President Bush yesterday said the sudden spate of homosexual "marriages" in San Francisco, which two judges Tuesday refused to halt, is influencing his decision on whether to endorse a constitutional amendment banning such ceremonies.
One senior official said the rapid pace of developments in recent days has moved the president to act "sooner rather than later," perhaps making an announcement within days.
Within the past week, more than 2,600 homosexual couples from around the world have flocked to San Francisco to take advantage of the city's act of civil disobedience in registering and performing homosexual "marriages," contrary to state law.
In recent days, one judge has twice delayed a hearing seeking to enjoin the marriages and another suggested the city stop issuing the licenses until a late March hearing. But the city refused and is continuing to create "marriages." Some homosexual advocates predict that dissolving existing "marriages" will be politically tougher than preventing them in the first place.
Homosexual leaders said earlier this week that White House officials had told them no action was likely until the San Francisco courts weigh in on the city's actions, and perhaps not until the Massachusetts legislature decides a similar issue next month. Massachusetts is considering whether to amend its constitution to overturn a state Supreme Judicial Court decision that legalizes homosexual "marriage."
But senior White House officials said yesterday that the rapid pace of developments is moving the president closer to a public show of support for an amendment.
For his part, Mr. Bush was measured in his response to questions yesterday about developments in San Francisco and Massachusetts.
"I am troubled by activist judges who are defining marriage. I have watched carefully what's happened in San Francisco, where licenses were being issued even though the law states otherwise," the president said in the Oval Office.
"I'm watching very carefully. But I'm troubled by what I've seen. People need to be involved with this decision. Marriage ought to be defined by the people, not by the courts. And I'm watching it carefully," he said.
Mr. Bush also said he "strongly" believes that marriage should be defined as a union of a man and a woman.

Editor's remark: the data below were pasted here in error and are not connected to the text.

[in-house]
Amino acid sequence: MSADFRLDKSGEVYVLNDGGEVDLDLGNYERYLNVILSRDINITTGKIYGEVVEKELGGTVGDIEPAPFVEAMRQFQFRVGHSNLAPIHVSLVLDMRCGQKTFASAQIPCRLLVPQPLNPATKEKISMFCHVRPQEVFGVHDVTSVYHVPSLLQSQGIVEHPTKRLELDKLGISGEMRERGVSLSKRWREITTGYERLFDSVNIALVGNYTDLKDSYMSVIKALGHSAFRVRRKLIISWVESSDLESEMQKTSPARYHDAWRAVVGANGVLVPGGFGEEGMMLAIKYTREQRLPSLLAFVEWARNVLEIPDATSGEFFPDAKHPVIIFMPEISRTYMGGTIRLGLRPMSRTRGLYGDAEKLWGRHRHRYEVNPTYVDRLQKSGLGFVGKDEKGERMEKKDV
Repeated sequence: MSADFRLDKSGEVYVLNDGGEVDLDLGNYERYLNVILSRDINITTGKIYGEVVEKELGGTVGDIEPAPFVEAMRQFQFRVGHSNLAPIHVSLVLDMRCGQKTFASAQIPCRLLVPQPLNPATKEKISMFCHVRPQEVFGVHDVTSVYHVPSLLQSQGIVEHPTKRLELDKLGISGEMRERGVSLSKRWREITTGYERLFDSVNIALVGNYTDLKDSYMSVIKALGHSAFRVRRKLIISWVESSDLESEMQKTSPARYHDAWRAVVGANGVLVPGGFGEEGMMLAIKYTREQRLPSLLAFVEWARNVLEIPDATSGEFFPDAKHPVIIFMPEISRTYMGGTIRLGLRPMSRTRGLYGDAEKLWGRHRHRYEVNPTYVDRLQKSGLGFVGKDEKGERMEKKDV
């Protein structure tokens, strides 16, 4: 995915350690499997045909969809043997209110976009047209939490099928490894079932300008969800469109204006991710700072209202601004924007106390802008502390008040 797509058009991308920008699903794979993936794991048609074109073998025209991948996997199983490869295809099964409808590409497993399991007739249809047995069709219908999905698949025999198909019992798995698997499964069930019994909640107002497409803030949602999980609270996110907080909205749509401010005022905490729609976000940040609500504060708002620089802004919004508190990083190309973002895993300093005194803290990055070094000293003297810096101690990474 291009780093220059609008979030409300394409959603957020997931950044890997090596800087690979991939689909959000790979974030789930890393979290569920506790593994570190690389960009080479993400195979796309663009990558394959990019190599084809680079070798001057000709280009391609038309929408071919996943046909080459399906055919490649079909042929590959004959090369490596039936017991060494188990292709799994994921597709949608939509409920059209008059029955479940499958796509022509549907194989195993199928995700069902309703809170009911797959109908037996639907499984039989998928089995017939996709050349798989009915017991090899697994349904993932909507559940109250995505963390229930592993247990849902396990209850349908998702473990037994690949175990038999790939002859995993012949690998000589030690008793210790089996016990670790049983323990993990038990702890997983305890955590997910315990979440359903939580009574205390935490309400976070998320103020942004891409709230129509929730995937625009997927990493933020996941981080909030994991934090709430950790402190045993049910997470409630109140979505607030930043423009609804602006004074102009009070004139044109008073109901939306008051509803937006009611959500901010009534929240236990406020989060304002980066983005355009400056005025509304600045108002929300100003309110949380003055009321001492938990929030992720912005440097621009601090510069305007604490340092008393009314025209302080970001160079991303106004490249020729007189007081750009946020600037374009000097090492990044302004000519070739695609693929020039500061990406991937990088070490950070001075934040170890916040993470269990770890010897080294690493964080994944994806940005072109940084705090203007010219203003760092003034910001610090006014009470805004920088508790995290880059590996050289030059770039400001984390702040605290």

"I'll support law to protect marriage between a man and a woman. And obviously these events are influencing my decision," he said.
But he declined to say whether he would support an amendment to the U.S. Constitution, such as the one offered by Rep. Marilyn Musgrave, Colorado Republican, and co-sponsored by 103 other Republicans and eight Democrats. The proposed constitutional amendment defines marriage as only "the union of a man and a woman."
White House spokesman Scott McClellan said Mr. Bush is "prepared to look to the constitutional process because that would be the only alternative available if activist judges continue to redefine marriage."
As thousands of homosexual couples take vows in San Francisco, the scene has been splashed on front pages and repeatedly shown on network news programs.
Homosexual leaders said the president is being pressured by conservatives, some of whom are demanding that Mr. Bush step into the fray.
"No doubt they're getting calls," said Mark Mead, political director for the Log Cabin Republicans, which opposes a federal marriage amendment. "There's a potential backlash on this issue."
Mr. Mead said the president has had several opportunities to announce his position on the matter, but has chosen not to. "They keep softballing the question to him, and he keeps demurring."
But he said Bush administration officials he has talked to "keep saying, 'We don't need to weigh in on this. There's plenty of time. We're going to wait to see what Massachusetts does.' Now maybe they're trying to get ahead of this."
Mr. Mead also said the president might decide to speak now in order to avoid saying something on the polarizing issue during the height of the presidential campaign.